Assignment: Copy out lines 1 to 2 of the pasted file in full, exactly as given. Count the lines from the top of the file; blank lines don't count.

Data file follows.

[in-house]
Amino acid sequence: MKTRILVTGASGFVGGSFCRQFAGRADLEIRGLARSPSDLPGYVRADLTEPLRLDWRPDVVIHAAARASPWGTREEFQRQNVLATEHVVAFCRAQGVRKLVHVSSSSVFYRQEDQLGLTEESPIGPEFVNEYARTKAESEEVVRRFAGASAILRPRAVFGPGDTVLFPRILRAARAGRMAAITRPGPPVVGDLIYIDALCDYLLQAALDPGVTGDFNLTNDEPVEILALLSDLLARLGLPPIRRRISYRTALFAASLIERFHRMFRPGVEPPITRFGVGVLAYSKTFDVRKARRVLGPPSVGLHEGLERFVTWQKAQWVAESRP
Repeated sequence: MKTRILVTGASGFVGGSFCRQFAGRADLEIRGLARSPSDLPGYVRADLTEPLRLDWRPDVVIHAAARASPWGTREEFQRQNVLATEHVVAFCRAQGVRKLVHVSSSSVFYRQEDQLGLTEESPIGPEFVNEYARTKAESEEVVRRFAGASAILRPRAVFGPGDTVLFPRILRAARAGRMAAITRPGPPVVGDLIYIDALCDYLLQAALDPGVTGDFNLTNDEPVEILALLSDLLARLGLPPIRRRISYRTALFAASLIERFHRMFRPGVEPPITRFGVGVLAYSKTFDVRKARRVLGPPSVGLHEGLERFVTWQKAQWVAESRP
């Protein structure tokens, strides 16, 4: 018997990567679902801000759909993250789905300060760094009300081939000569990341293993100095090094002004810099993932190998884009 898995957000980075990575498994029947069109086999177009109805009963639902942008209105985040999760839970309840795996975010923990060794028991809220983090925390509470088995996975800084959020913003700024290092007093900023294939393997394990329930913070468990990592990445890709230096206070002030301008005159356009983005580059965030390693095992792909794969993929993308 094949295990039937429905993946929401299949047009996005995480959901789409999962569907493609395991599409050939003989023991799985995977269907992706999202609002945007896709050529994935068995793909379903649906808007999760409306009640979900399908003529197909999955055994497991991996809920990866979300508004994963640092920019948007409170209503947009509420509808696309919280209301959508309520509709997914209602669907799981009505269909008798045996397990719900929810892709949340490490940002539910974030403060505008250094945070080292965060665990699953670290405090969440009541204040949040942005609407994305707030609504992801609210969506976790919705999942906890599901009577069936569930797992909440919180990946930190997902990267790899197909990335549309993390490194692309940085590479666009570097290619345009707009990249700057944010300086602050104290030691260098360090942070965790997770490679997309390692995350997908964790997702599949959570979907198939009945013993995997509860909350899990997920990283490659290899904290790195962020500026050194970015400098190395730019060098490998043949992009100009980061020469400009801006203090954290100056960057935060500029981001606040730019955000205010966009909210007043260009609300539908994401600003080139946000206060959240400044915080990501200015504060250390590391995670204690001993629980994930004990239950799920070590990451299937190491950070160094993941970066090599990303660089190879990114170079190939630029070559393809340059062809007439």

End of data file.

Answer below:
[in-house]
Amino acid sequence: MKTRILVTGASGFVGGSFCRQFAGRADLEIRGLARSPSDLPGYVRADLTEPLRLDWRPDVVIHAAARASPWGTREEFQRQNVLATEHVVAFCRAQGVRKLVHVSSSSVFYRQEDQLGLTEESPIGPEFVNEYARTKAESEEVVRRFAGASAILRPRAVFGPGDTVLFPRILRAARAGRMAAITRPGPPVVGDLIYIDALCDYLLQAALDPGVTGDFNLTNDEPVEILALLSDLLARLGLPPIRRRISYRTALFAASLIERFHRMFRPGVEPPITRFGVGVLAYSKTFDVRKARRVLGPPSVGLHEGLERFVTWQKAQWVAESRP